string(12) "experimental" Experimental - Swiss Misfit


LUST by Kendrick Lamar – Pick of the Week

LUST by Kendrick Lamar on the new album DAMN.

LUST by Kendrick Lamar – Pick of the Week

LUST by Kendrick Lamar from Kendrick’s highly anticipated new album DAMN. is my pick of the week. A hypnotic rhythm and beat backed by a psychedelic guitar riff that carries the listener through the journey of LUST. Kendrick Lamar’s entire album has Kendrick’s patent effortless rhymes that eloquently flow over each and every beat.


Tyrone Biggums

Tyrone Biggums, The Lovable Addict

Chapelle Show - Tyrone BiggumsIllustrated by: Renaldho Pelle

I Smoke Rocks Joe Rogan!

I saw this come through as my Kuvva wallpaper the other day and couldn’t help but giggle to myself. Tyrone Biggums had a number of amazingly funny skits and to this day is definitely one of my favorite characters.

Cheers to Dave Chappelle and the comedic gold he as able to produce on cable television. I’m sure i’m not alone in hoping that we have many more greats like Chappelle appear in the not so distant future and push the comedic bar even higher.

Take Me to Church by Hozier – Pick of the Week

Take Me To Church by Hozier

Take Me to Church by Hozier – Pick of the Week

A somber and deeply overwhelming flood of unapologetic pride brings us this weeks pick of the week. Take Me to Church by Hozier embodies how true love makes us feel regardless of the approval or disapproval of others. An anthem for anyone who has ever fallen in love with anyone or anything that others may disapprove with.

My lovers got humor
She’s the giggle at a funeral
Knows everybody’s disapproval
I should have worshiped her sooner

A slew of intelligent verses paints a portrait Andrew Hozier Byrne from Hozierof true love and the notion that religion, no matter how embedded in our core, has no stake in how our own feelings of love make us feel. Try as we may, feelings are a hell of a thing to cover up despite what others reaction or assumptions may be.

A beautiful bridge infused with a choral singing group instills a classic blues feel. A blues sound that amplifies an already powerful and deep track. Check out Hozier’s own interpretation of the song in his music video. A vivid, sad depiction of how ideals taken to the extreme can have such a negative influence on others and their own happiness.


Hozier, Andrew Hozier-Byrne, is the son of a musician who began his music career as a student with a degree in music from Trinity College, Dublin. However, Hozier dropped out midway through his freshman year to begin recording demos with Universal Music.

Hozier released the EP Take Me to Church in 2013 with the title track becoming his breakthrough single after going viral on both Reddit and YouTube. Hozier later released the EP From Eden in 2014 and announced a debut solo album to arrive sometime in September 2014.

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Take Me to Church by Hozier
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Javascript Strings, Properties, Special Characters and Escape Sequences

Javascript Escape Sequence Backslash

Javascript Strings, Properties, Special Characters and Escape Sequences

Javascript strings are used for storing sequences of characters. Javascript strings are enclosed within delimiters, most commonly, single quotes, ‘ ‘, or double quotes, “ “. Text within delimiters is commonly referred to as string literals, where literal means that the value is a fixed value within the source code. You can think of literals as the exact opposite of a variable. Variables can take many values depending on the circumstances, while literals are ‘fixed’ on a particular value.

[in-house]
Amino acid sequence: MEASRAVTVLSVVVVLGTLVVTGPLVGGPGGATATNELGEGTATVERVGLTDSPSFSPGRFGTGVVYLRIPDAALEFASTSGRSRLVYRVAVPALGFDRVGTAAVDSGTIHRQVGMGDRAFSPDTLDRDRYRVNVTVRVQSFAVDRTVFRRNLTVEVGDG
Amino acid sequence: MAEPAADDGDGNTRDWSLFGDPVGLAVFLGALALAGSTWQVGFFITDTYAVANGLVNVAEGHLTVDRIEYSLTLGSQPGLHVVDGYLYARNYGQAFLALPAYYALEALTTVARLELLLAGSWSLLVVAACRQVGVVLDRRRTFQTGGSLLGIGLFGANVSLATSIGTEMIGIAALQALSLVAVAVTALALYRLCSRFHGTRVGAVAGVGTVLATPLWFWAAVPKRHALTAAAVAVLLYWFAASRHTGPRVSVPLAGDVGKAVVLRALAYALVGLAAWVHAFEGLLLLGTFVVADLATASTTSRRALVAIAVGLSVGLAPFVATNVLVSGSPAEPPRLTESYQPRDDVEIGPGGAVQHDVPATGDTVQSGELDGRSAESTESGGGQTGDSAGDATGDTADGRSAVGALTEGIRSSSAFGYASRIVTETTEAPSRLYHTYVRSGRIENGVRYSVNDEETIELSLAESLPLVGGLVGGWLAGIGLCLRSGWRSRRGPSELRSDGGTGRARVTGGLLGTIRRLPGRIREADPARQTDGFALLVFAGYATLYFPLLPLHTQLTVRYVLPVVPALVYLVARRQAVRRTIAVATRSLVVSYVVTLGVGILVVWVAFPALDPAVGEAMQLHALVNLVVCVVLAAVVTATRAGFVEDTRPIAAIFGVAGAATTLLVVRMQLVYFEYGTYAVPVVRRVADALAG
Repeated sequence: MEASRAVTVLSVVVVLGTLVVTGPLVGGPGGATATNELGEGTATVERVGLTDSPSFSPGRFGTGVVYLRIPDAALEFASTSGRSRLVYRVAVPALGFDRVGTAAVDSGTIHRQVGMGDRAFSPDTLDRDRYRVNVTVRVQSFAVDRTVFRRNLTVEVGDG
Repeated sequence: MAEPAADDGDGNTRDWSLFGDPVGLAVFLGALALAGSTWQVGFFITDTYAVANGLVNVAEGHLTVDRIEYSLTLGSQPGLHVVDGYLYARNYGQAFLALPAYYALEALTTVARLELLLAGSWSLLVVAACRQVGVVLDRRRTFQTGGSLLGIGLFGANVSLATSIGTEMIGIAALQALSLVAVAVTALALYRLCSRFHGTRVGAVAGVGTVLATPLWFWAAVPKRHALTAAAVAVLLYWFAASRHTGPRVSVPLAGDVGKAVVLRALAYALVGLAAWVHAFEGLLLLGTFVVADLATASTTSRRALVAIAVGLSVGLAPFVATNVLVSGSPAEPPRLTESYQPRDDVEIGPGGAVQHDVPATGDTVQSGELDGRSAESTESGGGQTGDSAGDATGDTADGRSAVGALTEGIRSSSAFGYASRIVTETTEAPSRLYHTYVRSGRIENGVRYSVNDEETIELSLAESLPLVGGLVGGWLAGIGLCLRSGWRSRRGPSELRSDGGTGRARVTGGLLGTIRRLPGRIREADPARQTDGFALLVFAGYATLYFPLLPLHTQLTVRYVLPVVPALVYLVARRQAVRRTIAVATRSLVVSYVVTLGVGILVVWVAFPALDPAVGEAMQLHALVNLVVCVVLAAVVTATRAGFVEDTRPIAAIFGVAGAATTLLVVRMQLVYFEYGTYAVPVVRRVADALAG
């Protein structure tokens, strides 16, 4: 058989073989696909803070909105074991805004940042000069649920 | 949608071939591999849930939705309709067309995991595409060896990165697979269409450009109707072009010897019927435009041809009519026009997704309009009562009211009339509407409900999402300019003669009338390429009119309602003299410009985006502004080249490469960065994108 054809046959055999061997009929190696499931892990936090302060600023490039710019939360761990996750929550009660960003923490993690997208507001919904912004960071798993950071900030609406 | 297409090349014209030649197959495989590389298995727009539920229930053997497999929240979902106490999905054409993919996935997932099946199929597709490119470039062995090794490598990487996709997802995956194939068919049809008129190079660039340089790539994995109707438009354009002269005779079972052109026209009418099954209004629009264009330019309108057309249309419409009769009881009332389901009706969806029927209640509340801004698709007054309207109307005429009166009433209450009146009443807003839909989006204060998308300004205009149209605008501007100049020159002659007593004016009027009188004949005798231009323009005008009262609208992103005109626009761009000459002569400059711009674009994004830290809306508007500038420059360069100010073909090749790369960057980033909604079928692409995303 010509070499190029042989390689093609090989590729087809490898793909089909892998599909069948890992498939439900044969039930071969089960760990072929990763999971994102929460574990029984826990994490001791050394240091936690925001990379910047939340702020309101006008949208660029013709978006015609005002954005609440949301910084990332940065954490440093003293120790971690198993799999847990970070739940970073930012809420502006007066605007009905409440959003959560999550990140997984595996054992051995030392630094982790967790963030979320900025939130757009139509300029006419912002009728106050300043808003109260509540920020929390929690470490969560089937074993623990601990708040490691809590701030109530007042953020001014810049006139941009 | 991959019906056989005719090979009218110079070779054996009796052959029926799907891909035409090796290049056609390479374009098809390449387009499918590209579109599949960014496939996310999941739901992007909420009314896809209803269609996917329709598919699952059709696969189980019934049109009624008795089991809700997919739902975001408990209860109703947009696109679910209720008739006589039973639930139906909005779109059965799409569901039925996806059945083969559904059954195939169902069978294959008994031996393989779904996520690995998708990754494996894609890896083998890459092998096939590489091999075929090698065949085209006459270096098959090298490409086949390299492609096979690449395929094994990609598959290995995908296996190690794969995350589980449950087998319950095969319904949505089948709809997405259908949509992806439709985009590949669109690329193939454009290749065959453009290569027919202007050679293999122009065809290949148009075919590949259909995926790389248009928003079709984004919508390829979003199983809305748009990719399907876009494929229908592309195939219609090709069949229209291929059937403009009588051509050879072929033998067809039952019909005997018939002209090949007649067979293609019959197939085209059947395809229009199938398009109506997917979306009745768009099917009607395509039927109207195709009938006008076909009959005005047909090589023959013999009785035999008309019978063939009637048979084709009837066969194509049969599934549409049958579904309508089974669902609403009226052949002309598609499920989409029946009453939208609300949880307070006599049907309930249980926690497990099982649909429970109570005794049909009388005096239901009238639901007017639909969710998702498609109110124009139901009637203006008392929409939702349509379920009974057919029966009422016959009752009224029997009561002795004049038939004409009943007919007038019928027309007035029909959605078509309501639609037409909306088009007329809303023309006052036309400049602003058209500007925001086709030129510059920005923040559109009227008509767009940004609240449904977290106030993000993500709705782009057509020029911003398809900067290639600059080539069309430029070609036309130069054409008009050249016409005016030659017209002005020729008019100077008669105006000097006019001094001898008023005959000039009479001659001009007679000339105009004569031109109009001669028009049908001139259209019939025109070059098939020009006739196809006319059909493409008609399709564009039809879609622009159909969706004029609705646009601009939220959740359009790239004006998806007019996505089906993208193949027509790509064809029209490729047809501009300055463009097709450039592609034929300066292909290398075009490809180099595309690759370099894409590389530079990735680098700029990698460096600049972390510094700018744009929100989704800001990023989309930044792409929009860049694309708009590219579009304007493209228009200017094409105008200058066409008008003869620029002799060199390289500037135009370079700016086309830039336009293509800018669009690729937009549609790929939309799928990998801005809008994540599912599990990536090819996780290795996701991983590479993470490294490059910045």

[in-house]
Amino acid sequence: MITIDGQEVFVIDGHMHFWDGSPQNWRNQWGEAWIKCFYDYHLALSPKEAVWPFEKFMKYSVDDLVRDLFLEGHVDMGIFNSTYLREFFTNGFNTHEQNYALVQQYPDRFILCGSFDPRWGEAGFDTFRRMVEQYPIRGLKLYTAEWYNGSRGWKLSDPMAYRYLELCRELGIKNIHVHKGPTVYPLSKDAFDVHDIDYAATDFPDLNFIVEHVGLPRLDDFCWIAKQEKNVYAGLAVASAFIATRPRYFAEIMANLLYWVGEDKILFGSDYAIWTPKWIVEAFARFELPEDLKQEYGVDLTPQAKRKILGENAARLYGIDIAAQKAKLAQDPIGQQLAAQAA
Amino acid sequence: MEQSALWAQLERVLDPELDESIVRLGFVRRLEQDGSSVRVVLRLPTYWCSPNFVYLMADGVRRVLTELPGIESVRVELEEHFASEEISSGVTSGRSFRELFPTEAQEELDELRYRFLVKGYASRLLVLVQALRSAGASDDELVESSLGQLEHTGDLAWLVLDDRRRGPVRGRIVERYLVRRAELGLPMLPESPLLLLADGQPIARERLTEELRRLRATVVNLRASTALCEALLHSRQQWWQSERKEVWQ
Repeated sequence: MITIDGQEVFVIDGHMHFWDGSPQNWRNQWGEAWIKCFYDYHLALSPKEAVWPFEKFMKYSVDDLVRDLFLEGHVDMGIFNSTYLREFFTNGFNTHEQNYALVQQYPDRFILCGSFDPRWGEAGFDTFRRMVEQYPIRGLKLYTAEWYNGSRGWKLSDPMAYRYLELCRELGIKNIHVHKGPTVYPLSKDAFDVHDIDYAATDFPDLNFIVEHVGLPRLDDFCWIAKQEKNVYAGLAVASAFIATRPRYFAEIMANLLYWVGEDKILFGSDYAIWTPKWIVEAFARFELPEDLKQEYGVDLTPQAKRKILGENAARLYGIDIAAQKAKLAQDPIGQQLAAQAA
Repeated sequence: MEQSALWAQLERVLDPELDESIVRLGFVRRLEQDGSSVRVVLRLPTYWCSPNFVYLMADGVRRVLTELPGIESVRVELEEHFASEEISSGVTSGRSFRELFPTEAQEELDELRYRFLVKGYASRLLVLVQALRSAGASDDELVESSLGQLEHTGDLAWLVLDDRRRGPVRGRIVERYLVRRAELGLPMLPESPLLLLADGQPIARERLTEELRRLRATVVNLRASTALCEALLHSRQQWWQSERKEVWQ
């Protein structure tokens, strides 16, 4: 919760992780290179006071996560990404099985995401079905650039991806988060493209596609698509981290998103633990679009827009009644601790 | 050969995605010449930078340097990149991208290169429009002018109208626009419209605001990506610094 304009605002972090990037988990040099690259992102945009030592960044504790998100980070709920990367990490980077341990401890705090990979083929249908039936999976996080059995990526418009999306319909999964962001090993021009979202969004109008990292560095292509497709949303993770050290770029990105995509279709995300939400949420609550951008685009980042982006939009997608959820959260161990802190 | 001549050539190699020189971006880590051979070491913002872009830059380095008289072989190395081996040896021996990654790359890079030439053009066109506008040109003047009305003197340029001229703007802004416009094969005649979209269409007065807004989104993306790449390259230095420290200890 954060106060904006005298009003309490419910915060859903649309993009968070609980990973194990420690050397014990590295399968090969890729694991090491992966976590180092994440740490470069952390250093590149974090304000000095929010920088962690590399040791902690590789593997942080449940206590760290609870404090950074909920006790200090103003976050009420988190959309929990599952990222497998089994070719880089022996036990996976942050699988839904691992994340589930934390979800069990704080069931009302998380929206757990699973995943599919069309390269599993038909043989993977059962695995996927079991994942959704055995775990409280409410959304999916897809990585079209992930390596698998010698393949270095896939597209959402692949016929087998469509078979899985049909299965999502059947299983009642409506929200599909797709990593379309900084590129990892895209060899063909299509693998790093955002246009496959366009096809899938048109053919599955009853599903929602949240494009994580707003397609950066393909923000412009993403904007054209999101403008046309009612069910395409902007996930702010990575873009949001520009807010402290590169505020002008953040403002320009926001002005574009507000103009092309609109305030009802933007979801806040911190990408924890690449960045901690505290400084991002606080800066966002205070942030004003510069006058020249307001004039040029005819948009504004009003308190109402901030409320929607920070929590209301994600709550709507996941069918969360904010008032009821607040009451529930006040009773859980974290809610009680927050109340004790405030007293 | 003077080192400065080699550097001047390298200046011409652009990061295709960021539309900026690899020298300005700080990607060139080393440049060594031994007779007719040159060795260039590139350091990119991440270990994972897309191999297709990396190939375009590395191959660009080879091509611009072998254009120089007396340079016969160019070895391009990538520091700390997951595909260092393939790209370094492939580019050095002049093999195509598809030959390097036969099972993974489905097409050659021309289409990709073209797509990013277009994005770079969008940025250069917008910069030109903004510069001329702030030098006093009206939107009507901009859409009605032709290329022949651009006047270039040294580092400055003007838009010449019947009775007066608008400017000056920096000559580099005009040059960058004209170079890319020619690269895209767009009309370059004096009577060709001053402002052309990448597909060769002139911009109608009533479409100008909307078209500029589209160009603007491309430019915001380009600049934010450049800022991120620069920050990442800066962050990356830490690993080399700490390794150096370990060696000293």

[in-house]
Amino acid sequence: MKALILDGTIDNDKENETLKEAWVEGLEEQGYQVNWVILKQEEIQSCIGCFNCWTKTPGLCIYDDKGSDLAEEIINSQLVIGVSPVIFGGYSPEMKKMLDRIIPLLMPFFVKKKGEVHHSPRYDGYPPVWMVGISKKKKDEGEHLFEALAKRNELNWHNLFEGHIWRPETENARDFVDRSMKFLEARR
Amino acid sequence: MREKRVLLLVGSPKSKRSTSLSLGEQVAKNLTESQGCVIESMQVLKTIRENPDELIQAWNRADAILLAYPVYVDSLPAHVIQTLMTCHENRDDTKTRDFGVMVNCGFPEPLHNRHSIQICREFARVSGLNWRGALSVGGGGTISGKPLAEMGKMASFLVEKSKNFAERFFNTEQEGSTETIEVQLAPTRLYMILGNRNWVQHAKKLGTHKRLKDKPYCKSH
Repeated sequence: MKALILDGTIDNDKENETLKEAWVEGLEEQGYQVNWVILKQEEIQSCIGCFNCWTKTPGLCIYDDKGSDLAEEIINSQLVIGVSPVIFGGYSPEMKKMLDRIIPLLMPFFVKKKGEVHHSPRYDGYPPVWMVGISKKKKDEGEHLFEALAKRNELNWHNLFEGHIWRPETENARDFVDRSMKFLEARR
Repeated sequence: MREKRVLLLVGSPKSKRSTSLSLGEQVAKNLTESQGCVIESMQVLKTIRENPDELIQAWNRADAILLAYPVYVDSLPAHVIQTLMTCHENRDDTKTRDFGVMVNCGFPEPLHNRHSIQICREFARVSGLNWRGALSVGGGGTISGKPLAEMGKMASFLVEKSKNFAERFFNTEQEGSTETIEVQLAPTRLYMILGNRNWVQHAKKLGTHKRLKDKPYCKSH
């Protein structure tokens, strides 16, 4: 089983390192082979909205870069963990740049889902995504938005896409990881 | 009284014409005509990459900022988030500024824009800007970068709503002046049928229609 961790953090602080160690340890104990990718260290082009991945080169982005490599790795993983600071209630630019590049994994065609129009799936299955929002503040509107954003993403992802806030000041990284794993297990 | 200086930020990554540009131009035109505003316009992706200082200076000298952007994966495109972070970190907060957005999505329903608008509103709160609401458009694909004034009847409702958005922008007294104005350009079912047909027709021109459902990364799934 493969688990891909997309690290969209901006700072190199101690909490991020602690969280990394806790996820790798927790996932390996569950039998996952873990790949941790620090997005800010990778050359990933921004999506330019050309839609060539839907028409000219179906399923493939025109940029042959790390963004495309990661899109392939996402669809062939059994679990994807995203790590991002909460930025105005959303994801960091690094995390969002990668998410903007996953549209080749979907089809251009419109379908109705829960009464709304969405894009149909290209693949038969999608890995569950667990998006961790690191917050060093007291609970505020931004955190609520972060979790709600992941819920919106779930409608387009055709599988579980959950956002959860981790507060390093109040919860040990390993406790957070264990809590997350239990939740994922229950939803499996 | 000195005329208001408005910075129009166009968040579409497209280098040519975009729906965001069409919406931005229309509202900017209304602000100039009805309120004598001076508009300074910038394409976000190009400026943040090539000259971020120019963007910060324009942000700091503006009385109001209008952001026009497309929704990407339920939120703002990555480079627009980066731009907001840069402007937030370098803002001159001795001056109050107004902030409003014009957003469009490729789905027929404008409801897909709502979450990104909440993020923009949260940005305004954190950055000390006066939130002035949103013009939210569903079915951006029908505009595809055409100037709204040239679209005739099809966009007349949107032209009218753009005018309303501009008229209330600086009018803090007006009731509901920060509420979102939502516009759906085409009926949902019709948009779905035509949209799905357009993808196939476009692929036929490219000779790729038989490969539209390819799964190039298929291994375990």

’string literal within single quotes’
“string literal with double quotes"

Length Property

Javascript comes built with a length property for strings. The length property returns the count of characters found within a string. A value of 0 will be returned for all empty strings. In the below example, a value of 6 will be returned.

Length Example

var string = "Hello!"
> 6

Escape Sequences

In addition to string literals and regular printable characters, Javascript is able to produce special characters using escape notation or escape sequences. Escape sequences begin with a backslash or escape character. The escape character ( \ ) can be used to insert apostrophes, new lines, quotes, and other special characters into a string.

The table below lists other special characters that can be added to a text string with the backslash sign:

\’ single quote
\” double quote
\\ backslash
\n new line
\r carriage return
\t tab
\b backspace

Escape Sequence Examples

In order to familiarize yourself with these commands take a look at the following examples oh how \”, \\, \n, \t are used to manipulate output with escape sequences.

“I’m kind of a \”big deal\” around here.”
> I’m kind of a “big deal” around here.
“The file can be found on c:\\Desktop\\Files\\Document.txt”
> The file can be found on c:\Desktop\Files\Document.txt
”This is the \n beginning of the next line.”
> This is the
> beginning of the next line.
“My favorite movies include: \n \t Dark Knight Series \n \t Iron Man”
> My favorite movies include:
>     Dark Knight Series
>     Iron Man

That is about it for string properties and escape sequences. Now to take it a step further and call methods on strings to begin manipulating them. Check out my post about JavaScript string search methods to begin exploring how to work with strings.

JavaScript: Learning String Search Methods

Javascript String Search Methods: Inspecting Strings